New Jersey took measures to try to protect valuable clean drinking water supplies when its governing body passed the Highlands Water Protection and Planning Act in 2004. This law was ushered in with the hopes to slow urban sprawl and protect hundreds of thousands of acres responsible for contributing to supplying the majority of the state’s residents with fresh drinking water. It included land surrounding some of the state’s largest reservoirs, natural preserves, and wildlife sanctuaries, so that areas of the state are not over developed to the point where its fresh water supplies become choked.

Again in Newark, aging infrastructure was pointed to as the culprit; however, there is a larger issue that no one dares to mention; one that is more of a risk than aging infrastructure threatening the city’s water supply at the source. In the foothills of the highlands are reservoirs which are responsible for collecting runoff water from neighboring regions of West Milford, Ringwood, and Wanaque. At the center of years of environmental controversy is the former site in which Ford decades ago once used as a dumping site for paint and other related chemicals in the heart of the Ramapo Mountains.

Located just miles from this dump site is New Jersey’s largest fresh water supply. It has taken years for the by-product of this site’s pollution to reach water supplies with traces of this site’s contaminates found as far away as Totowa, New Jersey. Deemed too costly to clean up, both the New Jersey State Governor and the U.S. EPA have shuffled this issue along, with little or no action in addressing this monumental crisis. Residents in this area continue to fight for environmental justice. Tragically, it is deemed too little too late, as traces of these same chemical compounds are now making their way to faucets around the state.

So with little public money available to solve these issues now, and with the clock ticking, how do we solve the problems facing these two cities? It is estimated by Flint’s Mayor Karen Weaver that it could cost as much as $1.5 billion dollars to correct the issue in Flint-Detroit. Until the concern is solved at the source, New Jersey will also be left with tainted water supply originating from the Ramapo Mountains for generations to come. It is paramount we find solutions to abate these dilemmas.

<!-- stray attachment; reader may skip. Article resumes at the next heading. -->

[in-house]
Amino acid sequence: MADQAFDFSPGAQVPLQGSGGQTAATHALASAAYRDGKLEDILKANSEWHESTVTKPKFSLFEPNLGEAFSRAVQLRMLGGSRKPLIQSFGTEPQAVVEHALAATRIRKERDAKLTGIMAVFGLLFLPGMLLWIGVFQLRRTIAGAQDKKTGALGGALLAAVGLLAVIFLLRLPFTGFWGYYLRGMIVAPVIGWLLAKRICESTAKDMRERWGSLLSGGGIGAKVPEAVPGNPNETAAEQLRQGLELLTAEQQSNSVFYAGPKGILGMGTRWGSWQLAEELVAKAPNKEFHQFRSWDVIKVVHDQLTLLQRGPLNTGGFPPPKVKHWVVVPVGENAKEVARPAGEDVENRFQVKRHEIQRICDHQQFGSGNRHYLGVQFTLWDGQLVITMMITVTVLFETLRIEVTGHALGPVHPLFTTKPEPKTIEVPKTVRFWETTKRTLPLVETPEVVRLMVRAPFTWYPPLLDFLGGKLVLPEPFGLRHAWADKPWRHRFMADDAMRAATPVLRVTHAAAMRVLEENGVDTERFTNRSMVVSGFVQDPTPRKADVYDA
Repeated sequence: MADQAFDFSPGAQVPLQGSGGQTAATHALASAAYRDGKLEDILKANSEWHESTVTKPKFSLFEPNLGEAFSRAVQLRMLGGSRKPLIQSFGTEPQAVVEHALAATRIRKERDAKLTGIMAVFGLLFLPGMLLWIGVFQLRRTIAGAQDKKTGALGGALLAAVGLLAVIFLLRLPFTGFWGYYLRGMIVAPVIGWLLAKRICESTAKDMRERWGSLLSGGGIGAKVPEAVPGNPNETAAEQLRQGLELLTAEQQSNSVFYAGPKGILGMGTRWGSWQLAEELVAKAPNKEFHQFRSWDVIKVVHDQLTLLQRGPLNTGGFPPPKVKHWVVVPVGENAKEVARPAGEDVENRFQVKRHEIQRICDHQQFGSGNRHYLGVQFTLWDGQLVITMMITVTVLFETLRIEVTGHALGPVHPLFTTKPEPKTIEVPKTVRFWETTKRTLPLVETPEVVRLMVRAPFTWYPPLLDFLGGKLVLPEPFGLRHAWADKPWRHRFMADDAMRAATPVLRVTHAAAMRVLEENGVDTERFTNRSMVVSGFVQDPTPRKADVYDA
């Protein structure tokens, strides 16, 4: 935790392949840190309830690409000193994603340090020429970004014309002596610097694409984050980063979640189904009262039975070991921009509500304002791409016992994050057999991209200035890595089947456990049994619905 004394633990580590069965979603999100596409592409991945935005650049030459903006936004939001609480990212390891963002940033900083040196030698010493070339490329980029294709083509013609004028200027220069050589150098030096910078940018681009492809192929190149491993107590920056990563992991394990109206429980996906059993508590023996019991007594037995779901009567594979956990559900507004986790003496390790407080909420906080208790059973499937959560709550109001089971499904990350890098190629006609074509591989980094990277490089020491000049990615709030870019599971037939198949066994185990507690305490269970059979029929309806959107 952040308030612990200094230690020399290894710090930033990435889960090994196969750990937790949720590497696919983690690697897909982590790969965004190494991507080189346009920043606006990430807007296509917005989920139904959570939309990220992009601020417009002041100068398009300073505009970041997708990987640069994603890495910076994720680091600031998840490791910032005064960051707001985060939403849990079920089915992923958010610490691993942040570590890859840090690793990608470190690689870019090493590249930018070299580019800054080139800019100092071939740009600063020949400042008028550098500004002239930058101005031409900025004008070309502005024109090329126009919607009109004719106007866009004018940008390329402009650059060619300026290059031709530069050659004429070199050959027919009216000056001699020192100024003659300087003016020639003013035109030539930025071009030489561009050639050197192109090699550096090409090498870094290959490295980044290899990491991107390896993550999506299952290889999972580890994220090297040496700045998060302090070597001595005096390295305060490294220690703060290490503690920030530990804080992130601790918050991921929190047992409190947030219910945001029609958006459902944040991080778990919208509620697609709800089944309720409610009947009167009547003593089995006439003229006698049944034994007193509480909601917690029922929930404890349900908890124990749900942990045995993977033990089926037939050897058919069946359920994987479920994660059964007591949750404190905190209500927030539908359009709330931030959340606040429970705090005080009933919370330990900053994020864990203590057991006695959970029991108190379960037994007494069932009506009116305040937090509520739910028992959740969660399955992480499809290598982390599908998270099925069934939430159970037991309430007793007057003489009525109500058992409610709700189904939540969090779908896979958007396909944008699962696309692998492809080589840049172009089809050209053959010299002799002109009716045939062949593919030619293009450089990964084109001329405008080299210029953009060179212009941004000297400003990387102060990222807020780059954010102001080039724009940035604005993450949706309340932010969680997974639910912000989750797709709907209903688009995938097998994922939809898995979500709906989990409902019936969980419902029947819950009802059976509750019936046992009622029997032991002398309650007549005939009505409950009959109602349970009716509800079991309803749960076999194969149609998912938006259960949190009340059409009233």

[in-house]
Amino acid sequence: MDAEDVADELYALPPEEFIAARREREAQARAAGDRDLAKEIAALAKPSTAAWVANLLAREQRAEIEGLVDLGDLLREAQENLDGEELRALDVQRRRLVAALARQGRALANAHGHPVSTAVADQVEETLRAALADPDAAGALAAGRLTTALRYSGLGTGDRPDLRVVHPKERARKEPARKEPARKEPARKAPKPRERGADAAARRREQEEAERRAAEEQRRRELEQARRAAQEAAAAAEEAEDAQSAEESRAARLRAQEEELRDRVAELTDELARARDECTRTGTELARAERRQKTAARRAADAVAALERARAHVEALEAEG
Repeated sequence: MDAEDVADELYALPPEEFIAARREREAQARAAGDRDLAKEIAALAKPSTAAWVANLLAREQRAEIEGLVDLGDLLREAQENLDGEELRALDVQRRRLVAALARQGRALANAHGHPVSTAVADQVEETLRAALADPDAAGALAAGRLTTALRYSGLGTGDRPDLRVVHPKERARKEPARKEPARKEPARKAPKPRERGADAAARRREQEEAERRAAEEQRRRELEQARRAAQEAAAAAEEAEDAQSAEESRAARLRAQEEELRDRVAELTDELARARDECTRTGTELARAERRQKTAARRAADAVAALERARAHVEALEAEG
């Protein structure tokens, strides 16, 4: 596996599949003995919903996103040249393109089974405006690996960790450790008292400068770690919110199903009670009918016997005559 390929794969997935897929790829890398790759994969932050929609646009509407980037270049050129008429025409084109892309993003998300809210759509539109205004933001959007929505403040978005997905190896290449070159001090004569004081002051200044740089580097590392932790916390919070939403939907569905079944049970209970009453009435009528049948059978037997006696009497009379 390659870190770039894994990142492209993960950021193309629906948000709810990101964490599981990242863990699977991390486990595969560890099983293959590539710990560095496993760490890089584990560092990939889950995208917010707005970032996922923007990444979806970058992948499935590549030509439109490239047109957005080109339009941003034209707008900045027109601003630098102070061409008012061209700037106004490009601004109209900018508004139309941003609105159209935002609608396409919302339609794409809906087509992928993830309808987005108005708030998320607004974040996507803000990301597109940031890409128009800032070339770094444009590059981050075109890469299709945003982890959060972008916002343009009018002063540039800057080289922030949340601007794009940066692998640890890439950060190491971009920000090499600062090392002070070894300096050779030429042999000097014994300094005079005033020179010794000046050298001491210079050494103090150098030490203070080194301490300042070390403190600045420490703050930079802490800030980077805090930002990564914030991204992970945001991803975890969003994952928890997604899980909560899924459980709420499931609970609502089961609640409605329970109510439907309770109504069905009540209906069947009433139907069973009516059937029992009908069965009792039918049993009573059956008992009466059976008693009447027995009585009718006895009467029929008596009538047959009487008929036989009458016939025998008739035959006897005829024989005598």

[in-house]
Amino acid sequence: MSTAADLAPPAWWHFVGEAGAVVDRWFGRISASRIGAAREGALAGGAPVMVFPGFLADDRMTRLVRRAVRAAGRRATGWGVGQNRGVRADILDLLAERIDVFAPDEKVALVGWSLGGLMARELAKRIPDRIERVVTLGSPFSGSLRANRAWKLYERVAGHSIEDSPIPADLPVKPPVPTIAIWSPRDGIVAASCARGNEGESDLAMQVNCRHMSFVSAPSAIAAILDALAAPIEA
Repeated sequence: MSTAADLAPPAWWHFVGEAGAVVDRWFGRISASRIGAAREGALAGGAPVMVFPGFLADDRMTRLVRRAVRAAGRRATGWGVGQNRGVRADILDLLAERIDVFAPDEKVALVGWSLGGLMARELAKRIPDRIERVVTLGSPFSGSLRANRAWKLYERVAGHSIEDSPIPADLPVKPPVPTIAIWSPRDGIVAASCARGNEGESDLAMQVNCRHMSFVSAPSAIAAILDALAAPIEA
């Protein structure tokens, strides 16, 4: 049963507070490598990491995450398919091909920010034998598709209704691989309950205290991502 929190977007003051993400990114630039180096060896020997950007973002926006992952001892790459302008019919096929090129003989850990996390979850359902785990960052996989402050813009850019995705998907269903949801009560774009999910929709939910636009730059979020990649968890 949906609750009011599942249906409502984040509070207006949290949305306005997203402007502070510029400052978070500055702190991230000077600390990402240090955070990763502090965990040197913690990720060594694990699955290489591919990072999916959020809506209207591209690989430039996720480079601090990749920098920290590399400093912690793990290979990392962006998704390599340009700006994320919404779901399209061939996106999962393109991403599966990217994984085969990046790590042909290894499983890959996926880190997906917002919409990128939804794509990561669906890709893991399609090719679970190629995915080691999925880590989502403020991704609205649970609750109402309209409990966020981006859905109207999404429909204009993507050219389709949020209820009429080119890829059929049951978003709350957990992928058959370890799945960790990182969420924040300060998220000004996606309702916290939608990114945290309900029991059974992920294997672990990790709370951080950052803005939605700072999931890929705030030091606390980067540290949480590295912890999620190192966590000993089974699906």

The World Green Energy Symposium 2016, was recently held in Washington, D.C. There, during his address on Water Solutions, speaker Paul R. Puckorius, CEO of Puckorius & Associates Inc., was asked about how to deal with the Flint water situation. Puckorius answered, “…One of the best ways to tackle the situation in Flint and now in Newark is invest into filtration at the source of water coming into the home and at point of delivery/usage. This will cost much less and allow for the cities to plan infrastructure upgrades and funding.”

Currently, residents of Flint are receiving bottled water, which in reality will only go so far. The faucets and taps at Newark Schools are turned off for now. However, a remedy is needed to long-term solutions to this epic concern. Stay tuned as we investigate into other stories regarding water supply concerns in the United States, and how we should begin to address this very sensitive issue.

Samuel K. Burlum is an investigative reporter who authors articles related to economic development, innovation, green technology, business strategy, and public policy concerns. He is also a career entrepreneur and currently the CEO/President of Extreme Energy Solutions Inc., a green tech company located in Sparta, New Jersey. Burlum lends his expertise as a consultant to start-up companies, small businesses, and mid-size enterprises, providing advisement in a number of areas including strategic business planning, business development, supply chain management, and systems integration. He is also Author of the books The Race to Protect our Most Important Natural Resource and Life in the Green Lane – in Pursuit of the American Dream.